Get to know a little of the life story of Ulric Neisser, the father of Cognitive Psychology .
Born in Kiel, Germany, Ulric Neisser went to the United States, together with his parents, at the age of three. He started university studies at Harvard, majoring in physics. He was impressed by a young psychology professor, named George Miller, who spoke about the psychology of communication and information theory . He also says it was influenced by the book Koffka, Principles of Gestalt Psycology ( Principles of Gestalt Psychology ). After obtaining a bachelor’s degree from Harvard in 1950, Ulric Neisser received a master’s degree from Swarthmore College, studying under the guidance of Gestalt psychologist Wolfgang Köhler. He returned to Harvard to obtain a Ph.D, which he completed in 1956.
Abraham Maslow and Ulric Neisser: Humanistic Psychology and Cognitive Psychology
Despite the growing interest in the cognitive approach to psychology , Ulric Neisser saw no way out of behaviorism , as he wanted to pursue an academic career. “There was no other option. We were in an era when the phenomena of psychology would be considered real only if demonstrated in a laboratory rat ”(apud Baars, 1986, p. 275).
- Differences between Cognitive Psychology and Behaviorism
However, Ulric Neisser was lucky, as his first academic position was at Brandeis University, where the director of the psychology department was Abraham Maslow (yes, the one in the needs pyramid ). At that time, Maslow was moving away from his behaviorist background to develop the humanist approach to the field.
Maslow failed to convince Ulric Neisser to become a humanist psychologist, or to make humanist psychology the third strength of the discipline , but it did provide Ulric Neisser with the opportunity to pursue his interest in cognitive issues. (Ulric Neisser later claimed that cognitive psychology and not humanism was the third force in psychology.)
The father of Cognitive Psychology
In 1967, Ulric Neisser, published the work Cognitive psychology ( Cognitive Psychology ) and claimed that this was a personal book, an attempt to define himself and the type of psychologist he wanted to be.
The work was also a milestone in the history of psychology , an attempt to define a new treatment for discipline. The work became extremely well known, and Neisser was embarrassed to be identified as the “father” of cognitive psychology .
Although he did not wish to found any school of thought, his work helped to move psychology away from behaviorism, pushing it towards cognitivism . Even so, Ulric emphasized that the study of cognitive issues should build only part of psychology and not characterize the whole discipline.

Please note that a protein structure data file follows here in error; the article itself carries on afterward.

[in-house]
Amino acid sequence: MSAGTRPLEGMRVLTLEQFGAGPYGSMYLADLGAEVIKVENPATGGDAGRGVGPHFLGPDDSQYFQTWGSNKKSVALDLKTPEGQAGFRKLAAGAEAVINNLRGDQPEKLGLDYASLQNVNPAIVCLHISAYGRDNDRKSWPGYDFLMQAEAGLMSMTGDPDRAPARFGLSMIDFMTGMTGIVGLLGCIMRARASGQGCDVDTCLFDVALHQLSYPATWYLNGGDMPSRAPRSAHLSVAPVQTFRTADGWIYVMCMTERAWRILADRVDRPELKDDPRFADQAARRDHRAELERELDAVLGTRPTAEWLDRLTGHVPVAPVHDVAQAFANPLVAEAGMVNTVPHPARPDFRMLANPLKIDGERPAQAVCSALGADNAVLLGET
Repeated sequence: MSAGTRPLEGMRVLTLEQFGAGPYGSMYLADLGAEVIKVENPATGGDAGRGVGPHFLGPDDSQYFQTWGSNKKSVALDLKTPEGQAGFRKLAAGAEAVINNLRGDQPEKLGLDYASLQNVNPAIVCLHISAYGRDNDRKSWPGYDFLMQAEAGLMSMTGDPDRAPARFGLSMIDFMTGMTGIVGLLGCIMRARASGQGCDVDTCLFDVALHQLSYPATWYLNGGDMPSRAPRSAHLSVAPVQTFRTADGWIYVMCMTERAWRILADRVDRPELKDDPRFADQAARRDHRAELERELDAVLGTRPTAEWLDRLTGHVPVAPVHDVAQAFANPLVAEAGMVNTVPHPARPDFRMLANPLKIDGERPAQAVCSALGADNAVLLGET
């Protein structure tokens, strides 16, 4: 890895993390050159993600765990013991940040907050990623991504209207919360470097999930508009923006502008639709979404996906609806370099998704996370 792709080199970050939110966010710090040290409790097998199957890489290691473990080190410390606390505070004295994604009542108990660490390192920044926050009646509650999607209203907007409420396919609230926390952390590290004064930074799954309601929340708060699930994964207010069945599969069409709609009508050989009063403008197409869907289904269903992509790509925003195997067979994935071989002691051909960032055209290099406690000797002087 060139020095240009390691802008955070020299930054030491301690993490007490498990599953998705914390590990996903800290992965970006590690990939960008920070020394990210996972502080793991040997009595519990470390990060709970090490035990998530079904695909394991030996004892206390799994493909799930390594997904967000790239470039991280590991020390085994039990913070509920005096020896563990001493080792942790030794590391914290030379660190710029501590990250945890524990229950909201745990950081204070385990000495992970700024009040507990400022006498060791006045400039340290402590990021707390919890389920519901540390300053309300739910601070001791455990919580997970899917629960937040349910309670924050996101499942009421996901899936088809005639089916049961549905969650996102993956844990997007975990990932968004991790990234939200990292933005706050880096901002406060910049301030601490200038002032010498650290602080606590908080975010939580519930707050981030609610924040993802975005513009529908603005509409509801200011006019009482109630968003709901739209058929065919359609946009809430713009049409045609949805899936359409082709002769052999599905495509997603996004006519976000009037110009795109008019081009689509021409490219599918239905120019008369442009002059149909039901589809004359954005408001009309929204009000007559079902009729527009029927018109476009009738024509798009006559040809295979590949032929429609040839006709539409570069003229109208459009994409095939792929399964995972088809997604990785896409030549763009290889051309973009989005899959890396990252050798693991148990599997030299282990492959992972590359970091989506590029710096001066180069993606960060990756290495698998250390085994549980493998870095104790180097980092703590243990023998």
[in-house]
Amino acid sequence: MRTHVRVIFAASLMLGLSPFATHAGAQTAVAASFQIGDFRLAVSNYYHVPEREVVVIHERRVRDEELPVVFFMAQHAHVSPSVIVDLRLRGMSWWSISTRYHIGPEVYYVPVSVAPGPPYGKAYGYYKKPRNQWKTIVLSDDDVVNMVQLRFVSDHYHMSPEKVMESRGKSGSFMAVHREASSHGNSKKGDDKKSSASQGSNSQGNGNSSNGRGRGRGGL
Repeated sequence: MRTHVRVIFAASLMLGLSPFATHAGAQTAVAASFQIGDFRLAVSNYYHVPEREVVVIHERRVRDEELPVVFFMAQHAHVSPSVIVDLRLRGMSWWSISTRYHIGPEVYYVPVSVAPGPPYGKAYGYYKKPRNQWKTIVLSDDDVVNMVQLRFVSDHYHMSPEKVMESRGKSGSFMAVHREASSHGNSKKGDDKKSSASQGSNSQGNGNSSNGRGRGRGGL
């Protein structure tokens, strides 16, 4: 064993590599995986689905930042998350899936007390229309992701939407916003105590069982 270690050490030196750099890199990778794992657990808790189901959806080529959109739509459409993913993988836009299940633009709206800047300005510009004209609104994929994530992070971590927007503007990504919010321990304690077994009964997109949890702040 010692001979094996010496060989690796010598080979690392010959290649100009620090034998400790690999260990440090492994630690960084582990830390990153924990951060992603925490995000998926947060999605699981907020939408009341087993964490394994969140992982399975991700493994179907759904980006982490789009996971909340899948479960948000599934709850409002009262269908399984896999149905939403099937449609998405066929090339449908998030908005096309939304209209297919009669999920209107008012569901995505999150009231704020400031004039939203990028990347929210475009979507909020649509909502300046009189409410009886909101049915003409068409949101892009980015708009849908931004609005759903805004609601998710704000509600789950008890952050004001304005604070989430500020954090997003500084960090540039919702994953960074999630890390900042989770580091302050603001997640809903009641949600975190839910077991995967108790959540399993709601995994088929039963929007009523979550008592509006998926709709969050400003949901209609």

What is cognition?
Ulric Neisser defined cognition as the processes by which “the sensory information received is transformed, reduced, elaborated, stored, recovered and used (…) cognition is involved in everything that the human being is capable of performing” (Neisser, 1967, p. .4). Thus, cognitive psychology is related to sensation, perception, image formation, memory, problem solving, thinking and other related mental activities.
Some important contributions by Ulric Neisser to Psychology
Neisser postulated that memory is largely reconstructed and not an instantaneous record of the moment. Neisser illustrated this during one of his highly publicized studies of people’s memories of the Challenger explosion.
- Also read about false memories .
Subsequently, he summarized existing research on human intelligence to date and edited the first major academic monograph on the Flynn effect .
Neisser as a critic of Cognitive Psychology
Just nine years later, Ulric Neisser published Cognition and reality (1976), expressing dissatisfaction with the restriction of cognitive position and the reliance on data collection in the laboratory and not in the real world . He insisted that the results of psychological research should be ecologically valid. With that, I meant that the results should be generalized to situations beyond the limits of the laboratory.
In addition, he claimed that cognitive psychology should allow the application of findings to practical problems, helping people to deal with everyday private and professional issues .
Thus, Ulric Neisser was disappointed, concluding that the cognitive psychology movement had little to build with psychology, in the sense of understanding how people deal with situations.
In this way, the main figure in the foundation of cognitive psychology had become its bold critic , challenging the movement, as he had previously done with behaviorism.
After 17 years at Cornell University, where his office was close to where Titchener’s conserved brain was kept, Ulric Neisser moved to Emory University in Atlanta, returning to Cornell in 1996. Neisser died in 2012 of Parkinson’s disease.